Australia Dumps Huawei From Pacific Cable Project

The Australian government has displaced Huawei from the construction of a 4,000km South Pacific cable and will largely fund the project itself.

Huawei Marine struck a deal with the Solomon Islands government to build a subsea cable to Sydney last year. (See Huawei at Center of Pacific Cable Spat.)

But the Australian Foreign Affairs and Trade Department recently issued a A$2.48 million ($2 million) consultancy contract to local telco Vocus Communications under its foreign aid program.

Vocus will reportedly carry out the initial scoping work before Australia's government funds next steps.

It marks the latest twist in a tale in which a sleepy South Pacific backwater has become embroiled in a regional political play.

The submarine contract was originally awarded in 2015 to US fiber vendor Xtera for $45 million, ahead of rivals Huawei Marine and Alcatel.

Funded by the Asian Development Bank (ADB), the Xtera project was intended to combine both new and refurbished cables.

However, Xtera went into Chapter 11 bankruptcy in late 2016, although it claimed it had lost none of its customers.

Unexpectedly, and without any fresh tender, Huawei Marine announced it had been awarded a contract to build a 2.5TB cable system in July last year.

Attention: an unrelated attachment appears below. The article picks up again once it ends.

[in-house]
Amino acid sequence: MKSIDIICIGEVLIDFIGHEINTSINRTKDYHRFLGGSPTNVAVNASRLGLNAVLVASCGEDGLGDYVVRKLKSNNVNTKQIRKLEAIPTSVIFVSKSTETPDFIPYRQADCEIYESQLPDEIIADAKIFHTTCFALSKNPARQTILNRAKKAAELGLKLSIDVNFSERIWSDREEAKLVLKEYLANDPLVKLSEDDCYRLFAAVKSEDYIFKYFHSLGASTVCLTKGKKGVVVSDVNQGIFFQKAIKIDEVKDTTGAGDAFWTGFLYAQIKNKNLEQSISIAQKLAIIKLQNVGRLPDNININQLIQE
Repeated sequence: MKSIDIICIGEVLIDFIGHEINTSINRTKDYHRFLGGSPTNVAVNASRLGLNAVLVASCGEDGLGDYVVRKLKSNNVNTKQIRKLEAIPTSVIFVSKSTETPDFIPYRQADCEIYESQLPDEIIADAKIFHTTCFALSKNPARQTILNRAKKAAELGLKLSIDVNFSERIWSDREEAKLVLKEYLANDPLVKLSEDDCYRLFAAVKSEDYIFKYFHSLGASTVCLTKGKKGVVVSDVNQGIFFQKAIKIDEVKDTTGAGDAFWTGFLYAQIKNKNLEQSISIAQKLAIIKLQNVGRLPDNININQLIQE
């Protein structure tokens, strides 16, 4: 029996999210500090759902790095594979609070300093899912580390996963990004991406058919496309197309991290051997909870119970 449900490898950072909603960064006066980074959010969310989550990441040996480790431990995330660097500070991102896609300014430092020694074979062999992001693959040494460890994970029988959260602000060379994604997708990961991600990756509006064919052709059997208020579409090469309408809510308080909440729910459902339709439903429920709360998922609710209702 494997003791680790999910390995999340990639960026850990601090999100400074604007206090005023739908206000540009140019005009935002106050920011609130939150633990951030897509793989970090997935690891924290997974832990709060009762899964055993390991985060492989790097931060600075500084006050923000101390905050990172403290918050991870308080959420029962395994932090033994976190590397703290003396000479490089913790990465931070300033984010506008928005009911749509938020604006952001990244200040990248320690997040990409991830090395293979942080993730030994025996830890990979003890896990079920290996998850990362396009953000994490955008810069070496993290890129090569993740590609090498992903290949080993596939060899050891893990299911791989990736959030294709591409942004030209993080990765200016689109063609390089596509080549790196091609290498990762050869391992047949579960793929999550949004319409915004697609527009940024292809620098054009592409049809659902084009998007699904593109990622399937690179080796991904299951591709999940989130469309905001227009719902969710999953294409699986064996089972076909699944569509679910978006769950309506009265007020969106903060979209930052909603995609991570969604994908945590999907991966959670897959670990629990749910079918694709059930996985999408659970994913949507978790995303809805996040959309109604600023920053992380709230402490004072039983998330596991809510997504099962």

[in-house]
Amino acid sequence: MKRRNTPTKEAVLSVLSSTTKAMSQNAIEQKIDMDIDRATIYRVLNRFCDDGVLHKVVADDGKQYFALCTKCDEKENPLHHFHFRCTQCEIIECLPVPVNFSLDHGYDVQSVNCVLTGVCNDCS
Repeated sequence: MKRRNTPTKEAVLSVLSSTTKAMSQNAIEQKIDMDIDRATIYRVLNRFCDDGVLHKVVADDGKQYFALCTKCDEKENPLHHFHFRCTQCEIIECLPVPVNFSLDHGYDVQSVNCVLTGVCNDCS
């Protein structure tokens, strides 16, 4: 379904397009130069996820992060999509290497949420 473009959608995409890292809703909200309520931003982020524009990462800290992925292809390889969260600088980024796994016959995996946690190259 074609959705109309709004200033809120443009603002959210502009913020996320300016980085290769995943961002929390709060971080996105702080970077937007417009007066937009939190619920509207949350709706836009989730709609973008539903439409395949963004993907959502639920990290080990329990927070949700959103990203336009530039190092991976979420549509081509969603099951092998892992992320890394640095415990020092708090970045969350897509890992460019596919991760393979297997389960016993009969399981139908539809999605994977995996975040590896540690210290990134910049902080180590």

The value of the contract was not revealed, nor was the source of funding. The ADB played no role in the bid.

The lack of transparency prompted the Solomon Islands' then-prime minister Manasseh Sogavare to deny he had been bribed.

The Australian government was so alarmed about the role of Huawei Technologies Co. Ltd. that it sent the head of its security service to personally brief Sogavare.

Sogavare was replaced as prime minister in November by Rick Hou, who had been critical of the Huawei deal, but discussions were underway with Canberra even before Hou was elected.

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Jonathan Pryke, director of the Pacific Islands Program at an Australian think tank, Lowy Institute, says he did not believe Papua New Guinea or Solomon Islands were too concerned about Australia's national interest.

"They just want these cables for the benefits of their private sector and their economy," he told ABC, the Australian broadcaster.

He said the China-funded cable created some "really pointy security issues."

He also said Australia's resumption of the cable project was aimed partly at Huawei and partly at countering China's growing influence in the Pacific, which has become a national security priority.

Under the new plan, the Solomon Islands cable will connect with another Australia-funded system from Papua New Guinea to Sydney.

The cost of the original Solomons-Sydney cable was estimated at A$86 million.

The Solomon Islands, east of Papua New Guinea, has a population of around 650,000 spread over 11,000sq km. It has no fiber connectivity and relies on satellite for Internet and voice communications.

Like authorities and operators in the US, the Australian government has said it believes Huawei's close links to Beijing create a security risk for telecom equipment. (See Verizon Dropping Huawei Plans, Too – Report.)

It has blocked the privately owned vendor from the NBN project, although -- unlike in the US -- Huawei is permitted to supply mobile infrastructure.

— Robert Clark, contributing editor, special to Light Reading

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